MACC settles into new Columbia location at the Parkade Center

Thursday, September 2, 2010 | 7:58 p.m. CDT; updated 3:42 p.m. CDT, Friday, September 10, 2010

COLUMBIA — Students at the Columbia branch of Moberly Area Community College are attending class in a newly transformed wing of a retail center.

The college set up classrooms in unused shops at the Parkade Center off of Business Loop 70 West. The classrooms are just down the hall from a pink Cadillac outside a Mary Kay store.

By the numbers

Moberly Area Community College transformed 37,000 square feet of retail shops in the Parkade Center into its new Columbia branch, complete with:

  • Faculty and staff offices.
  • One resource room.
  • Three conference rooms.
  • Three science labs.
  • Five computer labs.
  • 11 classrooms.

The new branch will have 15 staff members and 117 instructors for the 2,062 students.

Source: Moberly Area Community College

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"It's a really nice place," MACC student Ilyas Suleymanov, 21, said. "Nicer. Bigger. Cleaner."

In the oversized hallway running through the center of the building, students, college administrators and community members mingled Thursday during the official ribbon-cutting ceremony for the new branch. The college moved in July 12, and classes began Aug. 18.

The new 37,000-square-foot facility is capable of serving all 2,062 of the college's students - nearly the capacity of the building, MACC marketing director Jaime Morgans said.

“There are both day and evening classes, so those who work either at night or during the day are able to attend, and our online enrollment increased 54 percent in the last year," Morgans said. "There are also hybrid classes, where students only come to the classroom once a week.”

Knowing that enrollment numbers are on the rise, though, MACC picked the retail center because it provides the opportunity for expansion. The college could add classrooms in empty shops across the hall from its current setup in the future, MACC president Evelyn Jorgenson said.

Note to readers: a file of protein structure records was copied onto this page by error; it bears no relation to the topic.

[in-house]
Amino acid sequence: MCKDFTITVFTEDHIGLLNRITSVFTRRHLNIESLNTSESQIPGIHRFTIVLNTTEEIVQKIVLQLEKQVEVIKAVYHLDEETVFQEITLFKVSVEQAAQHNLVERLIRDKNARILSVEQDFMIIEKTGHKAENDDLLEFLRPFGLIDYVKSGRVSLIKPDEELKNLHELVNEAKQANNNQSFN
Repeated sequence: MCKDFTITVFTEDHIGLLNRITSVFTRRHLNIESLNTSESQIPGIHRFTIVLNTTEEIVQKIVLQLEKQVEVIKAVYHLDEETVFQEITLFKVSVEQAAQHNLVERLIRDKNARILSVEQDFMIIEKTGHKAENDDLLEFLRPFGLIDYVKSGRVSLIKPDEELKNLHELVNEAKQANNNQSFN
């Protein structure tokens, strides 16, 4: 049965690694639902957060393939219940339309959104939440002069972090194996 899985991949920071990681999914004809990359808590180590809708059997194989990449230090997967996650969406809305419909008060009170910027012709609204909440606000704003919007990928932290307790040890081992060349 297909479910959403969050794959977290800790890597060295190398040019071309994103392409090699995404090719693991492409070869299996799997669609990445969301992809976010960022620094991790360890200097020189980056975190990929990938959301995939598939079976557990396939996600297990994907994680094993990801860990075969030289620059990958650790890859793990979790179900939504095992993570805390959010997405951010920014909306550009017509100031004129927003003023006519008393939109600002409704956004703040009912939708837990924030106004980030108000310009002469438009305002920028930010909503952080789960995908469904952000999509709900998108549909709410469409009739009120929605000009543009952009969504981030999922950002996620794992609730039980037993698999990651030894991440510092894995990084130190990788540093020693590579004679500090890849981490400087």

“Our main hope is to not have to turn away any student,” Jorgenson said.

The property has 1,500 parking spaces, and though there is not room for every student to drive to campus every day, the hybrid and online classes prevent overcrowding. The extra parking spaces are a significant change from the Walnut location, Jorgenson said, where nearly half of the students had to park at Stephens Lake Park.

But even with larger attendance, MACC said it is committed to keeping the class sizes small. There are no more than 30 online, hybrid or traditional students in any class.

“We are the number one providers of transfer students for MU and Columbia College, so it is important to us that these classes are kept small," Jorgenson said. "Especially if students are not yet ready for a big school or even a private college.”

Shabazz Foster, 31, who recently has gone back to school, thought MACC was a good place to start before transferring to Columbia College. 

"They work with you and want to help make the transition easy," Foster said. "I've taken classes at a couple colleges, and this is the best building in terms of location and it's available to lots of people."

Along with a new home for academics, there are new places where students are able to simply hang out. In addition to five computer labs, there is a new student center with vending machines, couches, tables and the bookstore adjacent with every book for every class, including online classes.

"The resource center is bigger and there are better opportunities to get what you need to get done," MACC student Anthony Hatton, 18, said. "(The ribbon cutting ceremony) signifies that the city of Columbia is trying to help out the people of their town."

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Ellis Smith September 2, 2010 | 9:52 p.m.

One area junior college in a neighboring state has more students than any single one of the state's three regents' universities.

(Report Comment)
benjamin gakinya September 3, 2010 | 1:10 p.m.

Ellis-what's the name of the school?

(Report Comment)
Ellis Smith September 3, 2010 | 2:03 p.m.

DMACC (Des Moines Area Community College). Pronounced "dee.mack." It's well established, and serves most of central Iowa through a network of campuses.

Iowa's three regents' universities are: University of Iowa (Iowa), Iowa State University of Science & Technology (ISU), and University of Northern Iowa (UNI).

(Report Comment)
benjamin gakinya September 16, 2010 | 12:07 p.m.

Thanks Ellis!

(Report Comment)
Ellis Smith September 16, 2010 | 1:28 p.m.

You're welcome. Compared to Wisconsin, Illinois and Missouri, Iowa's organization for higher education is a model of simplicity. You have the three regents' universities and the next lower tier is the public junior college system. And that's it, for the public sector. The tier between those two is taken care of by private universities and colleges, some of which (Drake, Grinnell, Coe, Luther, etc.) get good marks on the national level.

The owner of the Columbia Tribune has editorialized that we have far too many state-supported institutions of higher learning in Missouri. He may have a point.

(Report Comment)

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